Rich Rhythms, Joyful Sounds

Blend the intricate rhythms and harmonies of native South African music with the sounds and sentiments of Christian gospel, and you get Ladysmith Black Mambazo, performing at The Clayton Center on Saturday, Feb. 18 at 8 p.m.

Best-known for defining the sound on Paul Simon’s groundbreaking Graceland album, Ladysmith Black Mambazo’s musical efforts have earned many accolades within the recording industry.

Led by founder Joseph Shabalala, this group of vocalists delivers the complex songs developing out of the African Isicathamiya (is-cot-a-ME-Ya) tradition. Isicathamiya developed in the mines of South Africa, where black workers, poorly housed and paid, entertained themselves after a six-day week by singing songs into the wee hours on Sunday morning.

In the mid-1980s, Simon visited South Africa and incorporated Ladysmith Black Mambazo’s rich harmonies into his Graceland album, a landmark recording introducing world music to mainstream audiences.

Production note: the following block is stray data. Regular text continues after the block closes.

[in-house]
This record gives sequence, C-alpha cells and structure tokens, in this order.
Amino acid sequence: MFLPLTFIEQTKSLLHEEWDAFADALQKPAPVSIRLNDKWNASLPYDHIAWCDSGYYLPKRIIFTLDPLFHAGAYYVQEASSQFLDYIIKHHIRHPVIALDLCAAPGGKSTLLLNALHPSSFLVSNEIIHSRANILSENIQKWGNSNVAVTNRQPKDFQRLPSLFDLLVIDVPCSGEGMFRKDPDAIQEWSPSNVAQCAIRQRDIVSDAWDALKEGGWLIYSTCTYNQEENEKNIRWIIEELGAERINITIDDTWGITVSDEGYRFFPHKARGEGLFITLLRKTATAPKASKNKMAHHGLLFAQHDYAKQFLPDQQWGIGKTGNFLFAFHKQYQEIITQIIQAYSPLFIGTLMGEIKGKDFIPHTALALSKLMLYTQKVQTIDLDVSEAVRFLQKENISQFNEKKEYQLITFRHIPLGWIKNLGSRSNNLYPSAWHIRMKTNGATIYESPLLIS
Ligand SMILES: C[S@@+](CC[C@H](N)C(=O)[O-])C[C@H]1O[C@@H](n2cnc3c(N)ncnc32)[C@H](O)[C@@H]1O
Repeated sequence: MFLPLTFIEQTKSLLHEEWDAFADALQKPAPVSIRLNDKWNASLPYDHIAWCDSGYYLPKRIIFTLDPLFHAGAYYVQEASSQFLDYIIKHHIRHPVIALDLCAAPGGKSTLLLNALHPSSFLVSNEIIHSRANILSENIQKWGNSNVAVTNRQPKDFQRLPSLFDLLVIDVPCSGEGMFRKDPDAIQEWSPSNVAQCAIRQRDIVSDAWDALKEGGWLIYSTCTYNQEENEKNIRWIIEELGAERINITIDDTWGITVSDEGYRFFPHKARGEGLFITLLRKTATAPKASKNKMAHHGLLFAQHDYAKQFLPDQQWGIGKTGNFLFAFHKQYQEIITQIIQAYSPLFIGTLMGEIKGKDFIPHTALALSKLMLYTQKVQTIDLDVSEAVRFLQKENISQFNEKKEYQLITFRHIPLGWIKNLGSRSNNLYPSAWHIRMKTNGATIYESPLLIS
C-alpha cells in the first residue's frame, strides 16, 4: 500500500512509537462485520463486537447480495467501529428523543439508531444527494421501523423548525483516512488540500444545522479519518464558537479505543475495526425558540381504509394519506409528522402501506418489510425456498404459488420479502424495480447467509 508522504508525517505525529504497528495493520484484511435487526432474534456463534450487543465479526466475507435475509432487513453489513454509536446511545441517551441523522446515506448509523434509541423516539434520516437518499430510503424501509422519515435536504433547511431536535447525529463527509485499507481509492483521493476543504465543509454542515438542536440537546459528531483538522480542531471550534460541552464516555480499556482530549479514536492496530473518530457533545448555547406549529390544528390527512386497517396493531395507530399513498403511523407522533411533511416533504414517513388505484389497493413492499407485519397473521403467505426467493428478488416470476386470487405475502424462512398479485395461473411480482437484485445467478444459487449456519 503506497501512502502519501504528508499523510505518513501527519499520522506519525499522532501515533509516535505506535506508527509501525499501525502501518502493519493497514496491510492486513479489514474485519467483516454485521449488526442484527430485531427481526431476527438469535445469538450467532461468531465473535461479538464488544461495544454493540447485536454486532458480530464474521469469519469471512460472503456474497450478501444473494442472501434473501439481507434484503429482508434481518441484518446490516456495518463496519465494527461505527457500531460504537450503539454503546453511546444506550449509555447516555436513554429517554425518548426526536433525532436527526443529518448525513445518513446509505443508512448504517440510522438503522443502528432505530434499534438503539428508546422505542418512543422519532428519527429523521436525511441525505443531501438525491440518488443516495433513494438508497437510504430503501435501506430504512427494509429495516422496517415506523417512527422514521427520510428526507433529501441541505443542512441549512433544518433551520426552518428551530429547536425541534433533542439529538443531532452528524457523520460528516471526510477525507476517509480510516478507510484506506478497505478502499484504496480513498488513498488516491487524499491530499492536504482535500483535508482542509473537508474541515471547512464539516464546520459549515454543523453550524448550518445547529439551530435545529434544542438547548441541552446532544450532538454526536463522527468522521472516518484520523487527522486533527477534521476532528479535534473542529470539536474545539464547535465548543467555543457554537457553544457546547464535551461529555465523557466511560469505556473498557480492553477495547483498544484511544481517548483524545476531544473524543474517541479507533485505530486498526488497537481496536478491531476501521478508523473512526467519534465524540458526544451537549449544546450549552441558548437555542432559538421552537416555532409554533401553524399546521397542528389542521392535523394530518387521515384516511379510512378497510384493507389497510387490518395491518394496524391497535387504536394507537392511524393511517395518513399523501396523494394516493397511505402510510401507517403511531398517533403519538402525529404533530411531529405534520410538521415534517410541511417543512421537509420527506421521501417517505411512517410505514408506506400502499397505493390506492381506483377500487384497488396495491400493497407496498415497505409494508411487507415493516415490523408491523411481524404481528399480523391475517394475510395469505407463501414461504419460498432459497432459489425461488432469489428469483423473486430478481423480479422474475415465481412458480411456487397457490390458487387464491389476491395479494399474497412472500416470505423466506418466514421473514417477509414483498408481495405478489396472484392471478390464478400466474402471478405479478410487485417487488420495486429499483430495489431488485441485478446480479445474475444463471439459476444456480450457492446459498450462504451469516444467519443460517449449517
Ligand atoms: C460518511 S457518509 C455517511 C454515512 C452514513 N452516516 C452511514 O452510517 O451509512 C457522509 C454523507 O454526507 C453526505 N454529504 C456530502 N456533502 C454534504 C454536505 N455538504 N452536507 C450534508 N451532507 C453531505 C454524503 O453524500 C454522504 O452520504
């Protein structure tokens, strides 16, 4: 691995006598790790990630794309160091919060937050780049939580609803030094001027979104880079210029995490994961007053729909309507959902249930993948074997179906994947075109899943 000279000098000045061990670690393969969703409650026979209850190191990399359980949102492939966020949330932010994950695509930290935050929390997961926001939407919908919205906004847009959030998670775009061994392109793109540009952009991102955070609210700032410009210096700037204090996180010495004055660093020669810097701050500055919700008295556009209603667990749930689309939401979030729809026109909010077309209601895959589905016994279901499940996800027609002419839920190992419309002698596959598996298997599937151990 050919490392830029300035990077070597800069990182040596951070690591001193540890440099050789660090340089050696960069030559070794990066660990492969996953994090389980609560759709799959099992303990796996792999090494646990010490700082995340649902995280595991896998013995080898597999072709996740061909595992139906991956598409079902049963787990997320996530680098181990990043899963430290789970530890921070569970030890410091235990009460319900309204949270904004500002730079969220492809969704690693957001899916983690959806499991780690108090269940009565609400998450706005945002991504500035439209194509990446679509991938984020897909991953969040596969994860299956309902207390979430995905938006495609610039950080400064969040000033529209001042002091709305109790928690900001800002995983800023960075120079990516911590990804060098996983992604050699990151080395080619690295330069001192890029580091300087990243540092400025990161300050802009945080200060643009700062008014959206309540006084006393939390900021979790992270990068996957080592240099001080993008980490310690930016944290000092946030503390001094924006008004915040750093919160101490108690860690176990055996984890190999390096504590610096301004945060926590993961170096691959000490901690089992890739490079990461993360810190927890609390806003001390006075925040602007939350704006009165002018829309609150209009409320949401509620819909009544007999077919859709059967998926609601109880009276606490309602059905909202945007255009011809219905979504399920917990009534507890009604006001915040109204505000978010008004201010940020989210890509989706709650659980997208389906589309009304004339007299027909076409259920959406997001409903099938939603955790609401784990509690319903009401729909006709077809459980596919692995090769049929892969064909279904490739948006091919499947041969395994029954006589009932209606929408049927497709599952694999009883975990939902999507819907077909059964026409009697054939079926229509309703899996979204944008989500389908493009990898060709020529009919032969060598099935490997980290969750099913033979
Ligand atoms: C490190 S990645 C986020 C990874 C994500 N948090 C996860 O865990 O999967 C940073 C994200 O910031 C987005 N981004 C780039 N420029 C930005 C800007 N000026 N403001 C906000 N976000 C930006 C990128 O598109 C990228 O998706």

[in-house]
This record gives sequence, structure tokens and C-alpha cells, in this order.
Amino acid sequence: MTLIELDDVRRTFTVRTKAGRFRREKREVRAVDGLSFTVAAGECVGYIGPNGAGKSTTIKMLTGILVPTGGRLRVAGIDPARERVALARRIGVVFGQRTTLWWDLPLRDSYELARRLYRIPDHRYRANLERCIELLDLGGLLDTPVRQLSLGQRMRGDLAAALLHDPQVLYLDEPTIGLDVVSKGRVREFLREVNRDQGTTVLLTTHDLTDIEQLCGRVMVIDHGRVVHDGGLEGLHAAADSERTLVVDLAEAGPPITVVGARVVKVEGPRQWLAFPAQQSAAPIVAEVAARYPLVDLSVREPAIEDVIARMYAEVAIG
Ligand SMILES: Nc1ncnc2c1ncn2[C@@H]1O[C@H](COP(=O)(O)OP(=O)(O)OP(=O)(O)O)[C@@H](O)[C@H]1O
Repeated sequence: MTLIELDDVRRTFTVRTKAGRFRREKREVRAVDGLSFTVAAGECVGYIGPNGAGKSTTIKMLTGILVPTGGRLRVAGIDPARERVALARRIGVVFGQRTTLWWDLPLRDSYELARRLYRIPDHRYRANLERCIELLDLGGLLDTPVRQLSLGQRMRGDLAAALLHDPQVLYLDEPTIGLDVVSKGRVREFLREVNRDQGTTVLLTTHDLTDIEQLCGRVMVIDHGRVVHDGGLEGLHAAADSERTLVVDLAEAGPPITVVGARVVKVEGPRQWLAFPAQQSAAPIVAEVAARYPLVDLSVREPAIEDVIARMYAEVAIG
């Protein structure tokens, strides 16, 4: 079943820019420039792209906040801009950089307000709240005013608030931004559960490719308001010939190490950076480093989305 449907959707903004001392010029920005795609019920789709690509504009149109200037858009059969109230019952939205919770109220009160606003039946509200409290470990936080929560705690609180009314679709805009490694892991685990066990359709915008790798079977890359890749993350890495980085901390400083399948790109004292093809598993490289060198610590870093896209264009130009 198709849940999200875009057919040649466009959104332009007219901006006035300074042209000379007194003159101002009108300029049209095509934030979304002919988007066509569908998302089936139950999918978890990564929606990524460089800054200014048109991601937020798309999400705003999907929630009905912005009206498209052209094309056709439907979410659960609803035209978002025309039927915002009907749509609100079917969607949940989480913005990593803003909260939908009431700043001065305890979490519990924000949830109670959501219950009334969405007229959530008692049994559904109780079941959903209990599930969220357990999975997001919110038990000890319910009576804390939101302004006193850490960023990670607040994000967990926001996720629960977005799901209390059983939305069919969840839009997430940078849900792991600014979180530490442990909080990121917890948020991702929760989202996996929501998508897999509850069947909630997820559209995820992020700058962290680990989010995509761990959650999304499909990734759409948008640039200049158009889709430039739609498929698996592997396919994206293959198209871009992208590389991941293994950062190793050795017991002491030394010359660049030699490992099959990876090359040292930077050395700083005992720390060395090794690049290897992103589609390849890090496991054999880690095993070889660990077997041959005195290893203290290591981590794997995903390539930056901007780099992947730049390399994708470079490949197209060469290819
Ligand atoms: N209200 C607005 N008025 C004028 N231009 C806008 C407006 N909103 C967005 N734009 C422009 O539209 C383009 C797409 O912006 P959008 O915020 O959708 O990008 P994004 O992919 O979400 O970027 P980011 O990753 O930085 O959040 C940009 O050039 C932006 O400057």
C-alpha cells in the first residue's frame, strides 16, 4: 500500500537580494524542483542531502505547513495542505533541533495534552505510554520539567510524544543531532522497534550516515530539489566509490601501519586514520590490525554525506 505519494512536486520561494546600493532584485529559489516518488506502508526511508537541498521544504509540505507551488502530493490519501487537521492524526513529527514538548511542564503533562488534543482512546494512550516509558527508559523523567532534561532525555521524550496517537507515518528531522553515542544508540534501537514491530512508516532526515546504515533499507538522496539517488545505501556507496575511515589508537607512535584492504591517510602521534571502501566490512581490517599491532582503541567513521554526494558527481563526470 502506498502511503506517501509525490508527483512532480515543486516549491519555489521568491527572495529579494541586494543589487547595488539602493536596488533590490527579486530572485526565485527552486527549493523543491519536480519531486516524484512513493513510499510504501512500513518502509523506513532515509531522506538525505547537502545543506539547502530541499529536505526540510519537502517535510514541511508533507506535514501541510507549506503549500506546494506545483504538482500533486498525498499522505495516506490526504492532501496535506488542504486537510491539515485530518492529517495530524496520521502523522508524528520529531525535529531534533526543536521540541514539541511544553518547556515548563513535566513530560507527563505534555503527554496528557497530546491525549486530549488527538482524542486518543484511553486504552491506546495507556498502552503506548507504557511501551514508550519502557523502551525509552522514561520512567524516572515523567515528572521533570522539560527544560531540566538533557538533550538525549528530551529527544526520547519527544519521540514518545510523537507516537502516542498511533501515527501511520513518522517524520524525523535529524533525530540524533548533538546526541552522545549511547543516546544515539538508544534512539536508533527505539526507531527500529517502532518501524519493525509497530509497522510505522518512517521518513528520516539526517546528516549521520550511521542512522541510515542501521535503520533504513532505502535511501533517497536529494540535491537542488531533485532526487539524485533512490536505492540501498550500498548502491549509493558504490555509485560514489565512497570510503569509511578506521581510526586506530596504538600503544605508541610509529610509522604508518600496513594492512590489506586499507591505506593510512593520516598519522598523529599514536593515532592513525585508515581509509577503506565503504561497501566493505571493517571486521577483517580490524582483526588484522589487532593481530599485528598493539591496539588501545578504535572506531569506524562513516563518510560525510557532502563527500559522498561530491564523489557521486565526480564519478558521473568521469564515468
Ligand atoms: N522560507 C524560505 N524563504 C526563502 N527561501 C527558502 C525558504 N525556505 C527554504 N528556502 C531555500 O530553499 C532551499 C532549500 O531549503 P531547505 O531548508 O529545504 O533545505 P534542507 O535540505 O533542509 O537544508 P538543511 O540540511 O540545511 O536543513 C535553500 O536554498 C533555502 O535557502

Graceland won the Grammy Award for Best Album of the Year. A year later, Simon produced Ladysmith Black Mambazo’s first U.S. release, Shaka Zulu, which won the Grammy Award in 1988 for Best Traditional Folk Album. In total, the group has received 15 Grammy Award nominations and three Grammy wins, including one in 2009.

Ladysmith Black Mambazo has recorded with artists from around the world, including Stevie Wonder, Josh Groban, Dolly Parton, and Ben Harper. Their 2006 CD Long Walk to Freedom featured guest singers Sarah McLachlan, Natalie Merchant, Melissa Etheridge, Emmylou Harris and Taj Mahal, among others.

Their film work includes an appearance in Michael Jackson’s Moonwalker video and Spike Lee’s Do It A Cappella. They also provided soundtrack material for Disney’s The Lion King, Part II, Clint Eastwood’s Invictus, Marlon Brando’s A Dry White Season, Sean Connery’s The League of Extraordinary Gentlemen and James Earl Jones’ Cry The Beloved Country.

A film documentary titled On Tip Toe: Gentle Steps to Freedom, the story of Ladysmith Black Mambazo, was nominated for an Academy Award.

After 40-plus years, Ladysmith Black Mambazo is still enjoying a busy career, with six new recording projects readying for release, a new concert DVD and a children’s project. Volume one of their CD trilogy Our South African Life was released in January 2011, titled Songs from a Zulu Farm.

Tickets for the Ladysmith Black Mambazo concert are $29 and are available through The Clayton Center Box Office by phone at (919) 553-1737, or online at

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